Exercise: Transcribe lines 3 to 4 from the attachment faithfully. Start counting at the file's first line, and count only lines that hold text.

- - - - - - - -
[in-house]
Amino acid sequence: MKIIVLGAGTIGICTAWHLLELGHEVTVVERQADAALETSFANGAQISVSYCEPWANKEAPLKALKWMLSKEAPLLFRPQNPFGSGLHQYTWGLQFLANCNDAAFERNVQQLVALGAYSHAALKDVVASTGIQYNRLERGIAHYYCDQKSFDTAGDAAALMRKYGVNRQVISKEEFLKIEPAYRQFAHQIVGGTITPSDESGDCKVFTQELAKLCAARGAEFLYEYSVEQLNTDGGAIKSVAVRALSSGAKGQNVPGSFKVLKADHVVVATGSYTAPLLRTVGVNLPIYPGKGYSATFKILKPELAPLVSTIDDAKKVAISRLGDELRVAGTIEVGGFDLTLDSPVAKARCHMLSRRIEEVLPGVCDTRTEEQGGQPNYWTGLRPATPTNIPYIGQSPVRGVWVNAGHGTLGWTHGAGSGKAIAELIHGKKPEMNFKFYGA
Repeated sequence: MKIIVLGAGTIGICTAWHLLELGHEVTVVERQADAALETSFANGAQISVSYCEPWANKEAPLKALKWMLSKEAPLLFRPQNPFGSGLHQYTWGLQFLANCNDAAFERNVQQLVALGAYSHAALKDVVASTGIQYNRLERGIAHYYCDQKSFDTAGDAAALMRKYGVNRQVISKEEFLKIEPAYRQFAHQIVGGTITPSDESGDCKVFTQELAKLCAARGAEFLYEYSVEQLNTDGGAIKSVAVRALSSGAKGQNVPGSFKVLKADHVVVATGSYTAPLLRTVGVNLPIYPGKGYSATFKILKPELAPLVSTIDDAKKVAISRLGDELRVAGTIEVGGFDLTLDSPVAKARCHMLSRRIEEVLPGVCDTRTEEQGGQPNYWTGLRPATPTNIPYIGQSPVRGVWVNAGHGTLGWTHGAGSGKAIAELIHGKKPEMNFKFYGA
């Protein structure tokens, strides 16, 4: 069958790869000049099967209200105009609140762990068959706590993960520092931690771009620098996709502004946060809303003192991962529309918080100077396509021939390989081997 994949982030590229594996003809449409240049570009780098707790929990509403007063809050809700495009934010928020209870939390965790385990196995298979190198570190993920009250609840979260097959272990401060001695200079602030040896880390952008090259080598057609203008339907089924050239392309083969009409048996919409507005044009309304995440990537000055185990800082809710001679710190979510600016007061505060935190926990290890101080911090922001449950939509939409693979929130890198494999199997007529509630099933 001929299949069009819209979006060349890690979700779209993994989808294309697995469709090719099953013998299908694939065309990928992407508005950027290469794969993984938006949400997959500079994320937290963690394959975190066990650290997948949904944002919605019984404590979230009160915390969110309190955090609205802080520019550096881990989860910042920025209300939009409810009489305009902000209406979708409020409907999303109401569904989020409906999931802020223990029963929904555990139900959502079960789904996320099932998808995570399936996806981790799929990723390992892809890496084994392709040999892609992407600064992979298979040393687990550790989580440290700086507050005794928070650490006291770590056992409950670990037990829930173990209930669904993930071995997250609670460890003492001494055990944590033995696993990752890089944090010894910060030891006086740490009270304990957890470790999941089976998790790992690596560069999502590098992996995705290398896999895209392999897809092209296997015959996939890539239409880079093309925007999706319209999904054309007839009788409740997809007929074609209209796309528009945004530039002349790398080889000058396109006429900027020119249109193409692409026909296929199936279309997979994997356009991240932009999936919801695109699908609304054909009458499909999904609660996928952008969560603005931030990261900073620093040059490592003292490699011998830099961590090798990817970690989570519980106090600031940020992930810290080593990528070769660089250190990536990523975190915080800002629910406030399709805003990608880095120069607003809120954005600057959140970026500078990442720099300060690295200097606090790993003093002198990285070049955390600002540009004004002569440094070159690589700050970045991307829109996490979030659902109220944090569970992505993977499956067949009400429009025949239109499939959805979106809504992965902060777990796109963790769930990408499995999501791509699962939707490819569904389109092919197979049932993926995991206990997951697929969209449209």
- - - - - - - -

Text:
Repeated sequence: MKIIVLGAGTIGICTAWHLLELGHEVTVVERQADAALETSFANGAQISVSYCEPWANKEAPLKALKWMLSKEAPLLFRPQNPFGSGLHQYTWGLQFLANCNDAAFERNVQQLVALGAYSHAALKDVVASTGIQYNRLERGIAHYYCDQKSFDTAGDAAALMRKYGVNRQVISKEEFLKIEPAYRQFAHQIVGGTITPSDESGDCKVFTQELAKLCAARGAEFLYEYSVEQLNTDGGAIKSVAVRALSSGAKGQNVPGSFKVLKADHVVVATGSYTAPLLRTVGVNLPIYPGKGYSATFKILKPELAPLVSTIDDAKKVAISRLGDELRVAGTIEVGGFDLTLDSPVAKARCHMLSRRIEEVLPGVCDTRTEEQGGQPNYWTGLRPATPTNIPYIGQSPVRGVWVNAGHGTLGWTHGAGSGKAIAELIHGKKPEMNFKFYGA
């Protein structure tokens, strides 16, 4: 069958790869000049099967209200105009609140762990068959706590993960520092931690771009620098996709502004946060809303003192991962529309918080100077396509021939390989081997 994949982030590229594996003809449409240049570009780098707790929990509403007063809050809700495009934010928020209870939390965790385990196995298979190198570190993920009250609840979260097959272990401060001695200079602030040896880390952008090259080598057609203008339907089924050239392309083969009409048996919409507005044009309304995440990537000055185990800082809710001679710190979510600016007061505060935190926990290890101080911090922001449950939509939409693979929130890198494999199997007529509630099933 001929299949069009819209979006060349890690979700779209993994989808294309697995469709090719099953013998299908694939065309990928992407508005950027290469794969993984938006949400997959500079994320937290963690394959975190066990650290997948949904944002919605019984404590979230009160915390969110309190955090609205802080520019550096881990989860910042920025209300939009409810009489305009902000209406979708409020409907999303109401569904989020409906999931802020223990029963929904555990139900959502079960789904996320099932998808995570399936996806981790799929990723390992892809890496084994392709040999892609992407600064992979298979040393687990550790989580440290700086507050005794928070650490006291770590056992409950670990037990829930173990209930669904993930071995997250609670460890003492001494055990944590033995696993990752890089944090010894910060030891006086740490009270304990957890470790999941089976998790790992690596560069999502590098992996995705290398896999895209392999897809092209296997015959996939890539239409880079093309925007999706319209999904054309007839009788409740997809007929074609209209796309528009945004530039002349790398080889000058396109006429900027020119249109193409692409026909296929199936279309997979994997356009991240932009999936919801695109699908609304054909009458499909999904609660996928952008969560603005931030990261900073620093040059490592003292490699011998830099961590090798990817970690989570519980106090600031940020992930810290080593990528070769660089250190990536990523975190915080800002629910406030399709805003990608880095120069607003809120954005600057959140970026500078990442720099300060690295200097606090790993003093002198990285070049955390600002540009004004002569440094070159690589700050970045991307829109996490979030659902109220944090569970992505993977499956067949009400429009025949239109499939959805979106809504992965902060777990796109963790769930990408499995999501791509699962939707490819569904389109092919197979049932993926995991206990997951697929969209449209």